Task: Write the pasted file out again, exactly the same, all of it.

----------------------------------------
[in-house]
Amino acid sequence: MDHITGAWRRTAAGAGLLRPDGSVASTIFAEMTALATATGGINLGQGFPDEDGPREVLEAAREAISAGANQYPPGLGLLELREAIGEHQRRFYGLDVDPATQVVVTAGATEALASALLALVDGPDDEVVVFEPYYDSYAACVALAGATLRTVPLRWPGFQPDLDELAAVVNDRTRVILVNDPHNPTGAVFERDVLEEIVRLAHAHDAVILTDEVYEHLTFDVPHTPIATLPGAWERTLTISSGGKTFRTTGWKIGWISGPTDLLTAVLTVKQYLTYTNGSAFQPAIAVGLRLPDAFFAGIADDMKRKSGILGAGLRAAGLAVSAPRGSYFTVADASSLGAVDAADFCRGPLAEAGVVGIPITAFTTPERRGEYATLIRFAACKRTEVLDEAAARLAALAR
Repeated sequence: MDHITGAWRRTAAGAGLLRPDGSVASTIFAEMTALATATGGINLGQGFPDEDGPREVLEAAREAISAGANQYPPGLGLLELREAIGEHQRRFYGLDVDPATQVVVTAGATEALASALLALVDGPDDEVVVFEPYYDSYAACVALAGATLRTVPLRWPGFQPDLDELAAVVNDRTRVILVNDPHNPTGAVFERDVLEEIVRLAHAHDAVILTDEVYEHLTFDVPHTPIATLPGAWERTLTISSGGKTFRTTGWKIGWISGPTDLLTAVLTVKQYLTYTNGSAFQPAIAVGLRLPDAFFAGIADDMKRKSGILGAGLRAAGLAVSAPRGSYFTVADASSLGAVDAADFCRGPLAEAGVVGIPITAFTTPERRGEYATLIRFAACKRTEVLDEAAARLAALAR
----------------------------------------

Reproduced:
[in-house]
Amino acid sequence: MDHITGAWRRTAAGAGLLRPDGSVASTIFAEMTALATATGGINLGQGFPDEDGPREVLEAAREAISAGANQYPPGLGLLELREAIGEHQRRFYGLDVDPATQVVVTAGATEALASALLALVDGPDDEVVVFEPYYDSYAACVALAGATLRTVPLRWPGFQPDLDELAAVVNDRTRVILVNDPHNPTGAVFERDVLEEIVRLAHAHDAVILTDEVYEHLTFDVPHTPIATLPGAWERTLTISSGGKTFRTTGWKIGWISGPTDLLTAVLTVKQYLTYTNGSAFQPAIAVGLRLPDAFFAGIADDMKRKSGILGAGLRAAGLAVSAPRGSYFTVADASSLGAVDAADFCRGPLAEAGVVGIPITAFTTPERRGEYATLIRFAACKRTEVLDEAAARLAALAR
Repeated sequence: MDHITGAWRRTAAGAGLLRPDGSVASTIFAEMTALATATGGINLGQGFPDEDGPREVLEAAREAISAGANQYPPGLGLLELREAIGEHQRRFYGLDVDPATQVVVTAGATEALASALLALVDGPDDEVVVFEPYYDSYAACVALAGATLRTVPLRWPGFQPDLDELAAVVNDRTRVILVNDPHNPTGAVFERDVLEEIVRLAHAHDAVILTDEVYEHLTFDVPHTPIATLPGAWERTLTISSGGKTFRTTGWKIGWISGPTDLLTAVLTVKQYLTYTNGSAFQPAIAVGLRLPDAFFAGIADDMKRKSGILGAGLRAAGLAVSAPRGSYFTVADASSLGAVDAADFCRGPLAEAGVVGIPITAFTTPERRGEYATLIRFAACKRTEVLDEAAARLAALAR